Accessibility links

Newsline - February 8, 1996


YELTSIN CALLS FOR IMPROVED HIGH-TECH INDUSTRIAL ESPIONAGE.
At the meeting of the Security Council 7 February, Yeltsin called on Russia's special services to find ways to better utilize scientific information collected by foreign intelligence agencies in the interests of "technological rearmament," Ekho Moskvy reported. He told the Council that "it is better to have a leading technology than a leading ideology," Rossiiskie vesti reported on 8 February. He said only 10-20% of the information received from foreign intelligence is used, and argued that the key to success was not leadership in a particular technology, but the quick application of new technology in the economy, ITAR-TASS reported. Yeltsin also expressed concern about the departure of Russia's most qualified specialists and the low level of university instructors. -- Robert Orttung

YELTSIN'S HEALTH.
A leading Russian cardiologist, Mikhail Alshibai, discussed Yelstin's heart condition in an interview for Novoe vremya, no. 5. Yelstin was hospitalized on 11 July and 26 October suffering from ischemia, or inadequate supply of blood to the heart. Alshibai, who did not treat the president, said that the second hospitalization was clearly more serious than the first. He argued that the condition can only be improved by surgery, which was presumably rejected for political reasons. Alshibai said that judging by Yeltsin's television appearances featuring slurred speech, that "There are some symptoms of arteriosclerosis of the vessels supplying blood to the brain." -- Peter Rutland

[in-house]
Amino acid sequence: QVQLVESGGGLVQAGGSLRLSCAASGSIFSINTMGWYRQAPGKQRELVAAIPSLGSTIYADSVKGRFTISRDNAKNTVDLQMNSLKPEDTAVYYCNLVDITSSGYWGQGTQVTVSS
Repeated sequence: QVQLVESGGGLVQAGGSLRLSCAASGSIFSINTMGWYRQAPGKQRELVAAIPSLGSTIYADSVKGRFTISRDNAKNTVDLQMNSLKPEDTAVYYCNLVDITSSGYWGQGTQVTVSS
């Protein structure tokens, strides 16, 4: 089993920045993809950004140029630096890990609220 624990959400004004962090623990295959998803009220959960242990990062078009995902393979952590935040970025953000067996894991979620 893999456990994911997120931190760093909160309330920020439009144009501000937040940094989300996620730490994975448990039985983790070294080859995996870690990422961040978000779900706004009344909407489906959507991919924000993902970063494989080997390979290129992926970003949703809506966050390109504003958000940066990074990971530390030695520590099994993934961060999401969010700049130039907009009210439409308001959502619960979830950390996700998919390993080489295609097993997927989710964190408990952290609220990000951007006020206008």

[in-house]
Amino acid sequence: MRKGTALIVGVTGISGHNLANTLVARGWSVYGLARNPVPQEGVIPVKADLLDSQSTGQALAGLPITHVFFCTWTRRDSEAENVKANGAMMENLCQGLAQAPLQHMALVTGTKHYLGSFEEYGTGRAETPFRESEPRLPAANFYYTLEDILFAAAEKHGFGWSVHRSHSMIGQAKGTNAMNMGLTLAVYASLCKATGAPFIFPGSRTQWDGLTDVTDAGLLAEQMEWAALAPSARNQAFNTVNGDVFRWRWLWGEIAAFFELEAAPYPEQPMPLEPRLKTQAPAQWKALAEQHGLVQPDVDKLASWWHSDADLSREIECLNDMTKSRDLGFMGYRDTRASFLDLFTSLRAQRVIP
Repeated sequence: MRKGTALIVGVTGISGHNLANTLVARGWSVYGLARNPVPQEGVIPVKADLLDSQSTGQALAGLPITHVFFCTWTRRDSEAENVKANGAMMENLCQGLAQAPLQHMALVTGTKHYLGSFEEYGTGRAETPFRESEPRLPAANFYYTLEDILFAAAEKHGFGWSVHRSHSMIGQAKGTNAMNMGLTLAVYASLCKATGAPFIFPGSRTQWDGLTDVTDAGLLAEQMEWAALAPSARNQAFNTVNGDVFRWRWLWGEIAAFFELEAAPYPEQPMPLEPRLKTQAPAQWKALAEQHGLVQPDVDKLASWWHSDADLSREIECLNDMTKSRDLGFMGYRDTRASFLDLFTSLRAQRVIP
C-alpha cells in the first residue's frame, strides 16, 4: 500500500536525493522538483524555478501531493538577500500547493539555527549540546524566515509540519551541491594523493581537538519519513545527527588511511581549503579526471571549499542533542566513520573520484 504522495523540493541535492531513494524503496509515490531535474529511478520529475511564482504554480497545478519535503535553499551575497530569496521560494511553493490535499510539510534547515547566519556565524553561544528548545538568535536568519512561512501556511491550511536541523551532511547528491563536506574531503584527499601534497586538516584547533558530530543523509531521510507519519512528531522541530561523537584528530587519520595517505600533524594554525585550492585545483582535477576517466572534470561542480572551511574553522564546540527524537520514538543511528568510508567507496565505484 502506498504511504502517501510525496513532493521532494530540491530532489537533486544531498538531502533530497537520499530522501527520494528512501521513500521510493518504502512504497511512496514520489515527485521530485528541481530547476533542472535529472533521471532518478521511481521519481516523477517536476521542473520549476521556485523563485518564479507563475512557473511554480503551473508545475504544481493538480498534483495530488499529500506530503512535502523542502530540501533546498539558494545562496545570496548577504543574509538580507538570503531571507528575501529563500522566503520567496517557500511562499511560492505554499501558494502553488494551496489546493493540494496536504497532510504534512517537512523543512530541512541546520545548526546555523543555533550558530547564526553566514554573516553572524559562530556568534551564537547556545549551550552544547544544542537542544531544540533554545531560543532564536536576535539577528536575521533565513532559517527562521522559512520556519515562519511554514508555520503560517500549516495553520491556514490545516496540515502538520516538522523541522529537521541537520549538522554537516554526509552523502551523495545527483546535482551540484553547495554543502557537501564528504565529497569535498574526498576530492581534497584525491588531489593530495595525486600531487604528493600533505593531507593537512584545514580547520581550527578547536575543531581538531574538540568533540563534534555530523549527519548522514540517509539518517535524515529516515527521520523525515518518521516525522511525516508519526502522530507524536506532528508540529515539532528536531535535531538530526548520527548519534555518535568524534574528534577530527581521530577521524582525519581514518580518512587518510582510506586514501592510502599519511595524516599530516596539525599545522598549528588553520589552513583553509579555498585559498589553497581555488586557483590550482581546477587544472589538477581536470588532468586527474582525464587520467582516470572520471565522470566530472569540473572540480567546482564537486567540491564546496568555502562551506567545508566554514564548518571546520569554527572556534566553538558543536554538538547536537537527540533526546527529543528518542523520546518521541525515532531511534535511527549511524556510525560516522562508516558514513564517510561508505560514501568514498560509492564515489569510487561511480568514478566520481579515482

ZYUGANOV RESPONDS TO CHUBAIS' CHARGES.
Communist Party leader Gennadii Zyuganov rejected former First Deputy Prime Minister Anatolii Chubais' charge that he said one thing at home and another abroad in a speech to the Duma, Izvestiya reported 8 February. Zyuganov stressed his party's "social-democratic" goals, emphasizing that the party supported private property and did not intend to carry out a policy of renationalization. However, the communists plan to prosecute instances of "illegal" privatization and do not support the selling of land. Zyuganov's attempts to move toward the center will undoubtedly complicate his relations with more orthodox communists. -- Robert Orttung

SPOKESMAN: NEMTSOV WON'T RUN FOR PRESIDENT.
Nizhnii Novgorod Governor Boris Nemtsov is not going to stand for the June presidential elections, ITAR-TASS reported on 7 February citing the governor's spokesman, Aleksandr Kotyusov. The spokesman said that a group formed earlier this week in Moscow to nominate the popular Nemtsov for president was created without the governor's knowledge. -- Anna Paretskaya

CHECHEN GOVERNMENT ASKS DEMONSTRATORS TO DISPERSE.